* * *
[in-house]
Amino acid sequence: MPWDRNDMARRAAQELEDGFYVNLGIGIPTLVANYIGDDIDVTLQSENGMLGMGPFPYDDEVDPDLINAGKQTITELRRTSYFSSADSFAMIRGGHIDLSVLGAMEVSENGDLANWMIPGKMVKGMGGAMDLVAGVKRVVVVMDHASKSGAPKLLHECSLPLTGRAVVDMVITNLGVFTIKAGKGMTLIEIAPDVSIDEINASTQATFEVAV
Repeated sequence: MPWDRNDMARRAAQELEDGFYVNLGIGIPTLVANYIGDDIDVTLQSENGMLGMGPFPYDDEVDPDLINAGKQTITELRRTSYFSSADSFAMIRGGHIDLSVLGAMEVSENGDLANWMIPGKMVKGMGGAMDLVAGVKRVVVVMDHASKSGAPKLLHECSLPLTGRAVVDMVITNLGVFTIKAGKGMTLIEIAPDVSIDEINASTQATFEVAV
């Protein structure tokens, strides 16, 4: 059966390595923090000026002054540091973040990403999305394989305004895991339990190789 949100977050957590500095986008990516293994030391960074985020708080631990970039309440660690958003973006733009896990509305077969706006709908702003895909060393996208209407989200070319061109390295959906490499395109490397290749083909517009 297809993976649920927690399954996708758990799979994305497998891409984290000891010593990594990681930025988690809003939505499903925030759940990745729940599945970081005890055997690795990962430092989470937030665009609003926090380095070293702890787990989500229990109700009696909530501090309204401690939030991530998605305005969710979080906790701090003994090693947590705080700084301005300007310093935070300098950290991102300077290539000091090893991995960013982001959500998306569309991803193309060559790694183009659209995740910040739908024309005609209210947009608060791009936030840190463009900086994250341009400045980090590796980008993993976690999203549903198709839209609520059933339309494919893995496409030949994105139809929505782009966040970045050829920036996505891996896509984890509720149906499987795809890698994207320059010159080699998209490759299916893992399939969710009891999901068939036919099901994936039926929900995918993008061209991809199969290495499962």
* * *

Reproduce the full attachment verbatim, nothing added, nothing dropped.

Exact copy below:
[in-house]
Amino acid sequence: MPWDRNDMARRAAQELEDGFYVNLGIGIPTLVANYIGDDIDVTLQSENGMLGMGPFPYDDEVDPDLINAGKQTITELRRTSYFSSADSFAMIRGGHIDLSVLGAMEVSENGDLANWMIPGKMVKGMGGAMDLVAGVKRVVVVMDHASKSGAPKLLHECSLPLTGRAVVDMVITNLGVFTIKAGKGMTLIEIAPDVSIDEINASTQATFEVAV
Repeated sequence: MPWDRNDMARRAAQELEDGFYVNLGIGIPTLVANYIGDDIDVTLQSENGMLGMGPFPYDDEVDPDLINAGKQTITELRRTSYFSSADSFAMIRGGHIDLSVLGAMEVSENGDLANWMIPGKMVKGMGGAMDLVAGVKRVVVVMDHASKSGAPKLLHECSLPLTGRAVVDMVITNLGVFTIKAGKGMTLIEIAPDVSIDEINASTQATFEVAV
């Protein structure tokens, strides 16, 4: 059966390595923090000026002054540091973040990403999305394989305004895991339990190789 949100977050957590500095986008990516293994030391960074985020708080631990970039309440660690958003973006733009896990509305077969706006709908702003895909060393996208209407989200070319061109390295959906490499395109490397290749083909517009 297809993976649920927690399954996708758990799979994305497998891409984290000891010593990594990681930025988690809003939505499903925030759940990745729940599945970081005890055997690795990962430092989470937030665009609003926090380095070293702890787990989500229990109700009696909530501090309204401690939030991530998605305005969710979080906790701090003994090693947590705080700084301005300007310093935070300098950290991102300077290539000091090893991995960013982001959500998306569309991803193309060559790694183009659209995740910040739908024309005609209210947009608060791009936030840190463009900086994250341009400045980090590796980008993993976690999203549903198709839209609520059933339309494919893995496409030949994105139809929505782009966040970045050829920036996505891996896509984890509720149906499987795809890698994207320059010159080699998209490759299916893992399939969710009891999901068939036919099901994936039926929900995918993008061209991809199969290495499962």